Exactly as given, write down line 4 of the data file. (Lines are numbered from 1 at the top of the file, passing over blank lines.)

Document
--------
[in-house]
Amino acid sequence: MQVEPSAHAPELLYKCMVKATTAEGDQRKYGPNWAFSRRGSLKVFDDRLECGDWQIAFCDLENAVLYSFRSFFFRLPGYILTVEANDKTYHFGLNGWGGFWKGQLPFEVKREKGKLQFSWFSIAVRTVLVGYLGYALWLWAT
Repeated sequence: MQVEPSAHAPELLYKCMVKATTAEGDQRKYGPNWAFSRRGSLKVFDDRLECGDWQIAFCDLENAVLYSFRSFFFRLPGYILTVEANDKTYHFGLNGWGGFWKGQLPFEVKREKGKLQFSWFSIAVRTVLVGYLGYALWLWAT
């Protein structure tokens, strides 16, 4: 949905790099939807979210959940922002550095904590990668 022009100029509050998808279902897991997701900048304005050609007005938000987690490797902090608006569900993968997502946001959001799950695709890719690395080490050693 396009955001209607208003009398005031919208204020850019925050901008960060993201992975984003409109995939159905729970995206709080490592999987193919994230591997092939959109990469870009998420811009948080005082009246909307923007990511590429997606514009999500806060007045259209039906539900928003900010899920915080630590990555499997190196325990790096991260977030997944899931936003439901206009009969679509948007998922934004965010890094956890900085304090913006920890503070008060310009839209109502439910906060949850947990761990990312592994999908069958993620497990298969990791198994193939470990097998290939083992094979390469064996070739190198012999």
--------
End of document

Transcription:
């Protein structure tokens, strides 16, 4: 949905790099939807979210959940922002550095904590990668 022009100029509050998808279902897991997701900048304005050609007005938000987690490797902090608006569900993968997502946001959001799950695709890719690395080490050693 396009955001209607208003009398005031919208204020850019925050901008960060993201992975984003409109995939159905729970995206709080490592999987193919994230591997092939959109990469870009998420811009948080005082009246909307923007990511590429997606514009999500806060007045259209039906539900928003900010899920915080630590990555499997190196325990790096991260977030997944899931936003439901206009009969679509948007998922934004965010890094956890900085304090913006920890503070008060310009839209109502439910906060949850947990761990990312592994999908069958993620497990298969990791198994193939470990097998290939083992094979390469064996070739190198012999």